The presentation 600x300

The Presentation

I had to be in school to give a presentation on Darwin and the evolution theory and all, but I didn’t feel like standing in front of the class and getting all those pitiful looks again, and listening to all that well meant advice of Miss Belvadeere – ‘Try to in- and exhale slowly,’ as if that helps when you stutter – so I decided to take the train to my grandma in New Jersey.
‘There’s a thunderstorm coming,’ was the first thing she said when she let me in. She was clearly afraid of that thunderstorm, so I said: ‘I don’t think it’s coming, Grandma,’ to ease her mind a little, but it was all a load of horse crap of course. I had no idea what the weather would do, and to tell you the truth, I didn’t really give a rat’s ass.
She shuffled to the living room. They gave her a walker after her hip surgery, but a walker was for old people, she said.
‘Don’t you have to be in school?’
‘N-N-Not really,’ I said. There it was again. The words bounced off of everything they could find and when they finally reached my mouth, there was nothing left of them.
Of course, my mother had sent me to one of those speech therapists, you know, Mr. Walsh. A decent fellow. He had a photograph of his dog on his desk. Popov, the dog was called. Mr. Walsh was always talking about his kids and his vegetable garden. About how he’d just seeded the cauliflowers and harvested the beetroots and all.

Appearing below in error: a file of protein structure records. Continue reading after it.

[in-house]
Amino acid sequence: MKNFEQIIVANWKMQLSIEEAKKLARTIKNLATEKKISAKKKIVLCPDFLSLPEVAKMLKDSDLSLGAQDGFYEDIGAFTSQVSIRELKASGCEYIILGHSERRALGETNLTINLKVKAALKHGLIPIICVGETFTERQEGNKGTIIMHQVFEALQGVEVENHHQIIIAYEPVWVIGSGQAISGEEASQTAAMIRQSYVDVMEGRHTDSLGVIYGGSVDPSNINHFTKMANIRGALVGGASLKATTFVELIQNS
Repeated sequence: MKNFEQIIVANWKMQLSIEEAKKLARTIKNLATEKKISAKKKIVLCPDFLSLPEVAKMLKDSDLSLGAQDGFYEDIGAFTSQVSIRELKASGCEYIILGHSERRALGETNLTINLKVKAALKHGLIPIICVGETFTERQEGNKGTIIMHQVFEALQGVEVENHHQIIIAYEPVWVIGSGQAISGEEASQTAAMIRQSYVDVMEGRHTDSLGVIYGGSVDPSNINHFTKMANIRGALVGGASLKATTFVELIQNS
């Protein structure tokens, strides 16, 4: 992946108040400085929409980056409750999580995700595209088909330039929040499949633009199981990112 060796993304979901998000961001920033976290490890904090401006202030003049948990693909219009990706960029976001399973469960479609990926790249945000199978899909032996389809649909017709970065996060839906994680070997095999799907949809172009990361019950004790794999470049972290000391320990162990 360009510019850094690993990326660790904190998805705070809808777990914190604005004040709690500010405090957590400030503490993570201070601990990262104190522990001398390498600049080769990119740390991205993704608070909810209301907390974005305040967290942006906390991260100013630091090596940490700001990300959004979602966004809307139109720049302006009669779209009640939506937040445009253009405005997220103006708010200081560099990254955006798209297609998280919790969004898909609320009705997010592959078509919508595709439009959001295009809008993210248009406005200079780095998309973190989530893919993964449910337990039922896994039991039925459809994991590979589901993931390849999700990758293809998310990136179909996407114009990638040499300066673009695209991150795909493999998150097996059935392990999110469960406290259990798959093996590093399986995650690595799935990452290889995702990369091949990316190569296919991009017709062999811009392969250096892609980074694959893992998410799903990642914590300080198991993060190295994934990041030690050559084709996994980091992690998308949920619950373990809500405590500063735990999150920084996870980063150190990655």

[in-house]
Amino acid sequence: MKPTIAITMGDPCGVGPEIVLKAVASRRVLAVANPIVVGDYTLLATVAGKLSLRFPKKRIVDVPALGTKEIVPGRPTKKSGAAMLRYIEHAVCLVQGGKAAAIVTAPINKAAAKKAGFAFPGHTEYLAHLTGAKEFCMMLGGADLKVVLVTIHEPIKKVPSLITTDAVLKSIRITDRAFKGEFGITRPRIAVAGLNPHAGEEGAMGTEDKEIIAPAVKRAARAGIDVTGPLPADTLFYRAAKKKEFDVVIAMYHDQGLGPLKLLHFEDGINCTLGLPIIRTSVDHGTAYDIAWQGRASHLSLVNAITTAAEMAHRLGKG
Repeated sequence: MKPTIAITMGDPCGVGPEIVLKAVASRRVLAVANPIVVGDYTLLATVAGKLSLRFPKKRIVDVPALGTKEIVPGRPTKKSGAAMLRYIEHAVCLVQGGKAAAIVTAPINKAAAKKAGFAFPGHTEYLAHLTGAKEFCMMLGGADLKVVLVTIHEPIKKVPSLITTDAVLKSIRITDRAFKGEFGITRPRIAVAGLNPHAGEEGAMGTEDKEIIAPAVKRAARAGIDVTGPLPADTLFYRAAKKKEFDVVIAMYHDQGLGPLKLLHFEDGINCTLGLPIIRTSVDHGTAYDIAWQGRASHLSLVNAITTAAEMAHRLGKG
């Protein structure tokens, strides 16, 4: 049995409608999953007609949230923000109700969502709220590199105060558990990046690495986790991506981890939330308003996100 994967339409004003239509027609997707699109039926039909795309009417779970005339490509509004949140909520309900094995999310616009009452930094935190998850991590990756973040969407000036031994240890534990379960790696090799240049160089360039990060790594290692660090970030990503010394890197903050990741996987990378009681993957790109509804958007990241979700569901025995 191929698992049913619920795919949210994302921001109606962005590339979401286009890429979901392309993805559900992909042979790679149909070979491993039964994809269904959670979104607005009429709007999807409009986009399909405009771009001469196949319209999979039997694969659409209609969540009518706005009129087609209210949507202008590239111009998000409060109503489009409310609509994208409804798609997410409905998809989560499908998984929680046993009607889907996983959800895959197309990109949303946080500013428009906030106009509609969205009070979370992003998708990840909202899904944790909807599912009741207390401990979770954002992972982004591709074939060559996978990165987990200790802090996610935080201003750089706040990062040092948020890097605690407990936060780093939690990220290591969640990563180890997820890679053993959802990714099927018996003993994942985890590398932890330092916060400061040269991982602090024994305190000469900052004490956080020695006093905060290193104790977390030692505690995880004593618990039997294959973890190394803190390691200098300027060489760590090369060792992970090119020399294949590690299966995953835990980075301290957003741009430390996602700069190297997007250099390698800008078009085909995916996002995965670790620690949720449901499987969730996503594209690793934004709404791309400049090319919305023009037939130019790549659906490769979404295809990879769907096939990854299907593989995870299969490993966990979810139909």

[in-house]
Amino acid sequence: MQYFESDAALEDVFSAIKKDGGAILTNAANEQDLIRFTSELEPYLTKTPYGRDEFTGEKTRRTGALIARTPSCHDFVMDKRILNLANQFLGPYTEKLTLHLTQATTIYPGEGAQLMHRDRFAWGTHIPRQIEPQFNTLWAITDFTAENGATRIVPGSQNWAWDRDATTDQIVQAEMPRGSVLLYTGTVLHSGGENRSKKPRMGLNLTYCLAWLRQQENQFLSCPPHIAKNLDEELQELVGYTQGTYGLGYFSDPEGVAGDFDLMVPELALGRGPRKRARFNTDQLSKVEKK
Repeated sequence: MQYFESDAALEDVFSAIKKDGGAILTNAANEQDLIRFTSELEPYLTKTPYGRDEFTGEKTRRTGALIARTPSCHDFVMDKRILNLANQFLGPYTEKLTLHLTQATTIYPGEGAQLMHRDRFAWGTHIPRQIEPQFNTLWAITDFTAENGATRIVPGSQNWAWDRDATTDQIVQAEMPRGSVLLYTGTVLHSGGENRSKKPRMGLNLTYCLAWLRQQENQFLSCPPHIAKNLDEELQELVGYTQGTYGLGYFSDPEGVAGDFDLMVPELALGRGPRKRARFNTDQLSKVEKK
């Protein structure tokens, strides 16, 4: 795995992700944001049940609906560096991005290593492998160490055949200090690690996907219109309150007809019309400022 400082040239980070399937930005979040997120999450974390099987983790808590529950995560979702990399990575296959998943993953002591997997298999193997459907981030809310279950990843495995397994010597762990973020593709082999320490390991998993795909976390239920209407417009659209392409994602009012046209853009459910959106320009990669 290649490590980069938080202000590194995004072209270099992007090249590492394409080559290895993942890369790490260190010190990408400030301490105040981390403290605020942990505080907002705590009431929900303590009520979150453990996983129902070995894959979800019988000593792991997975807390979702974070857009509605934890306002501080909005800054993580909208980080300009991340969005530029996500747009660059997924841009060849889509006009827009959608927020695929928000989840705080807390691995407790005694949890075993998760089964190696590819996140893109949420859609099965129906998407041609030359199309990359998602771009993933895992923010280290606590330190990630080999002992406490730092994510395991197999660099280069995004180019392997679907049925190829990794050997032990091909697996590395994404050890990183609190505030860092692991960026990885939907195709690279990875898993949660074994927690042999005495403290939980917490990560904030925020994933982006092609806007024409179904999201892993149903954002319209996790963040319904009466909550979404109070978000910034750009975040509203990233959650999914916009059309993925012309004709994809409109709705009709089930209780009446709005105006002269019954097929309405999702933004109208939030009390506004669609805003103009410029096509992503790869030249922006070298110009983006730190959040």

He taught me these idiotic things.
‘Try to jump onto the word,’ he would say, but I had no idea how to do that, jump onto a word. I guess it helped a little bit, but not a lot. His wife got ill or something, and then he moved away. Poor guy, working with these pathetic kids like me all his life, only to find his wife ill one day.
My grandma sat herself down in her favorite chair by the window. It was all she did now, sitting in that chair and staring out of the window. After grandpa died she occasionally said: ‘Maybe this is not for me anymore.’
She cut off a big slice of apple cake, put it on a plate and slid it over to me.
‘So you were in the neighborhood?’